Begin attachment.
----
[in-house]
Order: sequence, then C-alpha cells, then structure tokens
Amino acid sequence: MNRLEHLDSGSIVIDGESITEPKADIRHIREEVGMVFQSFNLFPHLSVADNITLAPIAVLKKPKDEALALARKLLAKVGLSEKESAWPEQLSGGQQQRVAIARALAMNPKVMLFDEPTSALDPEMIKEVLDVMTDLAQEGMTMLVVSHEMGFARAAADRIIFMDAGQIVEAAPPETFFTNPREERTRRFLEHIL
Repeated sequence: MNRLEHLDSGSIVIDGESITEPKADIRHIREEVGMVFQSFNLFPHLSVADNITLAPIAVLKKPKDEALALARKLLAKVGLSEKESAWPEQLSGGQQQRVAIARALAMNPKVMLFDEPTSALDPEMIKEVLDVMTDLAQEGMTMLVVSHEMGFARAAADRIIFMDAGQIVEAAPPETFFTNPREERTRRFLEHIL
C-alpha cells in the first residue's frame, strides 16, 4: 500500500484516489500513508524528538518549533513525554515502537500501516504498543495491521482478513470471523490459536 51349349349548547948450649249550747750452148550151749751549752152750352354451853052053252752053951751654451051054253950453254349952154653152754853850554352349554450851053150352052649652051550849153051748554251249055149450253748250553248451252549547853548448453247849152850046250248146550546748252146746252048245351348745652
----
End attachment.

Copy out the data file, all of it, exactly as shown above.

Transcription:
[in-house]
Order: sequence, then C-alpha cells, then structure tokens
Amino acid sequence: MNRLEHLDSGSIVIDGESITEPKADIRHIREEVGMVFQSFNLFPHLSVADNITLAPIAVLKKPKDEALALARKLLAKVGLSEKESAWPEQLSGGQQQRVAIARALAMNPKVMLFDEPTSALDPEMIKEVLDVMTDLAQEGMTMLVVSHEMGFARAAADRIIFMDAGQIVEAAPPETFFTNPREERTRRFLEHIL
Repeated sequence: MNRLEHLDSGSIVIDGESITEPKADIRHIREEVGMVFQSFNLFPHLSVADNITLAPIAVLKKPKDEALALARKLLAKVGLSEKESAWPEQLSGGQQQRVAIARALAMNPKVMLFDEPTSALDPEMIKEVLDVMTDLAQEGMTMLVVSHEMGFARAAADRIIFMDAGQIVEAAPPETFFTNPREERTRRFLEHIL
C-alpha cells in the first residue's frame, strides 16, 4: 500500500484516489500513508524528538518549533513525554515502537500501516504498543495491521482478513470471523490459536 51349349349548547948450649249550747750452148550151749751549752152750352354451853052053252752053951751654451051054253950453254349952154653152754853850554352349554450851053150352052649652051550849153051748554251249055149450253748250553248451252549547853548448453247849152850046250248146550546748252146746252048245351348745652